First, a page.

A second immediate thing, if you’re self-employed, the way more and more people are– and you want to go buy a plan, you’ll have to play with after-tax dollars. Employers buy with before-tax dollars. If you’re a small business, you get a much worse deal than big businesses. We need to regulate, level this field. One of the ideas that originates with the Heritage Foundation that was adopted by Republican Governor Mitt Romney are these health insurance exchanges that allow individuals and small business to buy on more equal terms. Again, that can be nationalized and made– that’s, by the way, in the Obama plan.

BILL MOYERS: Right. Health exchange.

DAVID FRUM: Health exchange. We need to begin to sever the link between employment and insurance. It is just– it’s a holdover irrationality that you get your insurance through the place where you work, that discourages people from leaving. People who get ill, when they’re at a job are then indentured because they can’t– so long as they can work at the old company, they are covered under the old plan. If they move, they can’t get a new one. And there– and that is an artifact of the tax code. And we need to correct the elements for the tax code that do that.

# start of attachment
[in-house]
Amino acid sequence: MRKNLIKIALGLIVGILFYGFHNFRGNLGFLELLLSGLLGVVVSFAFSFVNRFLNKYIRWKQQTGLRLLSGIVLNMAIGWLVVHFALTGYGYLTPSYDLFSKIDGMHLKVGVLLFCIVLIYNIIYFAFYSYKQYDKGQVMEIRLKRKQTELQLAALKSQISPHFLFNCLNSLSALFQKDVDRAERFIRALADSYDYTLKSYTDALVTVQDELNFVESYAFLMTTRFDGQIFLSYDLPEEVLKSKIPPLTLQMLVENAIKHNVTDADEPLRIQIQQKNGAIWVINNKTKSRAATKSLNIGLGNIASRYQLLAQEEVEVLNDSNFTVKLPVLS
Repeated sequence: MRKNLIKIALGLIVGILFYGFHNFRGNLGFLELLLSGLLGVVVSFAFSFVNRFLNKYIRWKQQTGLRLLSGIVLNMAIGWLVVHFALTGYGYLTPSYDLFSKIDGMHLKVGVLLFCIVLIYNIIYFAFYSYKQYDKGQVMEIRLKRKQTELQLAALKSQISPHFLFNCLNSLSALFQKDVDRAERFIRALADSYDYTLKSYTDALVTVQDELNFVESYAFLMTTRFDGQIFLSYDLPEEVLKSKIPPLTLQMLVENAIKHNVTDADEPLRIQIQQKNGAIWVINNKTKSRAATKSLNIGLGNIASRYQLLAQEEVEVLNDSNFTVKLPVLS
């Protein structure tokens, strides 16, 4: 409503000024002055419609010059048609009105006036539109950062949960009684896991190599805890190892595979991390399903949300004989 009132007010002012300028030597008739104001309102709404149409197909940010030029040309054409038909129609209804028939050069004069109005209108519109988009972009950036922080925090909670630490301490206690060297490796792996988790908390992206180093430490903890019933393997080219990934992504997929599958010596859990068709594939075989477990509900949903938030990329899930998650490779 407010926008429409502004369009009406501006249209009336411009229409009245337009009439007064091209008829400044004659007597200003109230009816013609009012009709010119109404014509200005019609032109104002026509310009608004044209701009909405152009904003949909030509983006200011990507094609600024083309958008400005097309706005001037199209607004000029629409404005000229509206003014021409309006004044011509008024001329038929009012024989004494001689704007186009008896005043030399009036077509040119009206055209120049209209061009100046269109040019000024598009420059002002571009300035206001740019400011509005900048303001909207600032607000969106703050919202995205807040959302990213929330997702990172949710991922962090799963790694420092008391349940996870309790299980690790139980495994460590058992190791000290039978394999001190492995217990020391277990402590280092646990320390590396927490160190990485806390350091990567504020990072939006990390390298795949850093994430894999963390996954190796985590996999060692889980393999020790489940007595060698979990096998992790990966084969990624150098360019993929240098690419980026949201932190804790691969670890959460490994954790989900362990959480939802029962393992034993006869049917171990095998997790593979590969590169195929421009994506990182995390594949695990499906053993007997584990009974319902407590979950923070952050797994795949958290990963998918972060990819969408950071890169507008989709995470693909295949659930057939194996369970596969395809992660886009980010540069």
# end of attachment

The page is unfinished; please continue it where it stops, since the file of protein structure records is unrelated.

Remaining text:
Breaking the link between employment and coverage. We have a terrible problem right now with the cost of Medicaid are divided between the federal government and the states. This is a formula, always, for irresponsibility because the people who are not only– are states spending 50 cent dollars or in some cases less, but worse, when it comes time to cut budgets, a state, especially a state that gets a lot of money from the federal government, says, “If we take dollar out of Medicaid, we buy a dollar’s worth of political pain. And yet we only get 40 cents of budgetary benefits.” So that makes no sense. And so Medicaid ratchets endlessly upwards with no one really in control of it. We need, I think, to have to locate Medicaid either with the states or with the federal government, not continue to divide them.